Photographing Trees


1. Use a tripod.

2. Choose trees with leaves at the height of color (not partially green).

3. If you are attempting to capture the glow of yellow leaves, be sure trees are backlit (with light coming from behind the trees and towards the camera).

4. Attempt to position the sun behind a tree trunk to create starbursts or intentional lens flare (notice I used the word intentional).

5. Avoid trees with dead branches and distressed trunk bark (my rule of thumb is: Either all alive or all dead - there is no in-between).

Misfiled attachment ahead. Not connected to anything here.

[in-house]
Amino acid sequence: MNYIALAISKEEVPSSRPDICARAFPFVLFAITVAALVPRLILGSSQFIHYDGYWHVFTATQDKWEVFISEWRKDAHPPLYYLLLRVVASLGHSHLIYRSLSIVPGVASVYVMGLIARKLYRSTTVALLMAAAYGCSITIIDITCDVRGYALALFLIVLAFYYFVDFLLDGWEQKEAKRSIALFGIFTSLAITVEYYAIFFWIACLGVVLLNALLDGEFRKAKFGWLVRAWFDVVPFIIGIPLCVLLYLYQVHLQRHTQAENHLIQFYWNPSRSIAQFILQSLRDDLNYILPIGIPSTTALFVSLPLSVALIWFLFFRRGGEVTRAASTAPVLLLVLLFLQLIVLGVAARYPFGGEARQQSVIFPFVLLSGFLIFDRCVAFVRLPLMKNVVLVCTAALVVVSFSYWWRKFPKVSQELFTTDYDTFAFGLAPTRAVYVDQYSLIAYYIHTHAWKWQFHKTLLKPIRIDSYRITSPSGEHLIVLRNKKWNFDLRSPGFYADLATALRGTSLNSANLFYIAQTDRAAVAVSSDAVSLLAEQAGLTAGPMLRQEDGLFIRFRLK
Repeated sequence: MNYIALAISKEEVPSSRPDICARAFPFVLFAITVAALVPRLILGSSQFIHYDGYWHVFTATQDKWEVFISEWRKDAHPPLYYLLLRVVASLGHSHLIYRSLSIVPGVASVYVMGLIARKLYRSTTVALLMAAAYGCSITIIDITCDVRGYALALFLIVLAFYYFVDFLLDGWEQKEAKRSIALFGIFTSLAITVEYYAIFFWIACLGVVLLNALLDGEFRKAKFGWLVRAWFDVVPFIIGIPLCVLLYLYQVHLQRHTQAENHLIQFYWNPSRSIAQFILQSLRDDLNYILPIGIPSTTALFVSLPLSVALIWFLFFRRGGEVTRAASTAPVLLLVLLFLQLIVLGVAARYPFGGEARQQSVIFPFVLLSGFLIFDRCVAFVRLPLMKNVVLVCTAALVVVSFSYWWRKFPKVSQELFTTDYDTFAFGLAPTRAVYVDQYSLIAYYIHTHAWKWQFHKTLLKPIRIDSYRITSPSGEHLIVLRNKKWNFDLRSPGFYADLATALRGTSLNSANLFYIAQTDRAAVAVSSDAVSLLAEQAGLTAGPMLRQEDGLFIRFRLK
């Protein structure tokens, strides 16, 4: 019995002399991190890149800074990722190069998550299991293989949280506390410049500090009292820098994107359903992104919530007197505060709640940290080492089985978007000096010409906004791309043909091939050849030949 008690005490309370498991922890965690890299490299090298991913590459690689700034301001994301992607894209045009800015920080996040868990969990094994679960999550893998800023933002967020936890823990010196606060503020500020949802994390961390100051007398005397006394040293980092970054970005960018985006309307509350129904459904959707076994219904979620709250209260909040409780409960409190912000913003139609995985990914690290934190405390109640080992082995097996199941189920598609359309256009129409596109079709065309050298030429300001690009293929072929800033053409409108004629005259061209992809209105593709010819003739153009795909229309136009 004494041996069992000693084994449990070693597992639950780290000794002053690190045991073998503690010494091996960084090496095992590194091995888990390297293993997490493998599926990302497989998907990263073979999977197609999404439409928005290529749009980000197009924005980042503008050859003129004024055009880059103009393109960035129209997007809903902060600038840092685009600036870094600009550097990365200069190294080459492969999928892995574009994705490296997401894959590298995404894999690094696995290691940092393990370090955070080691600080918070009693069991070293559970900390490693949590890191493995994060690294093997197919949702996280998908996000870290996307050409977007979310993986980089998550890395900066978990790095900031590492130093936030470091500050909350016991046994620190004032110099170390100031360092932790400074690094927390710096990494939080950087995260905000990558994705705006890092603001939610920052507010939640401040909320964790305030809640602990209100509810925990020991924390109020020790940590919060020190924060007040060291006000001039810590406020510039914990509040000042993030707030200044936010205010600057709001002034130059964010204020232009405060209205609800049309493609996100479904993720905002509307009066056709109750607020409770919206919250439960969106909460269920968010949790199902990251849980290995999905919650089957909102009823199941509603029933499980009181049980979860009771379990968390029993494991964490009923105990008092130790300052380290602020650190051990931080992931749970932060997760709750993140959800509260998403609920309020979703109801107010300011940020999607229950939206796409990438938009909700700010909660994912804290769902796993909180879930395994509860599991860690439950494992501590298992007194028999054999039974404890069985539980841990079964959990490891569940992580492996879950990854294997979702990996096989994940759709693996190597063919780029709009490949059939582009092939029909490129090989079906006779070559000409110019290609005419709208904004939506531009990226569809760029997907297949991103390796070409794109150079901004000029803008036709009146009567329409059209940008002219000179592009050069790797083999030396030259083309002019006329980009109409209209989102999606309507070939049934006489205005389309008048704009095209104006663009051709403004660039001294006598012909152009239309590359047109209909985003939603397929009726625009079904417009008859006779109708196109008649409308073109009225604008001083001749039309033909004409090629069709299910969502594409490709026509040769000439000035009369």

6. Avoid trees with obvious influences of man (cut branches, graffiti, etc.).

7. Typically, shoot on non-windy days unless you wish to create a chaotic feel to your image. Remember, a little breeze can appear as a hurricane in your final image. If it is a windy day, try to wait for the wind to calm before making the image.

8. Vertical compositions are often helpful when attempting to convey energy and height of the subject.

9. Don't forget about your detail shots (fallen leaves on the ground, bark texture, or leaf close-ups).

10. Best selling photos often include a blue sky behind the trees.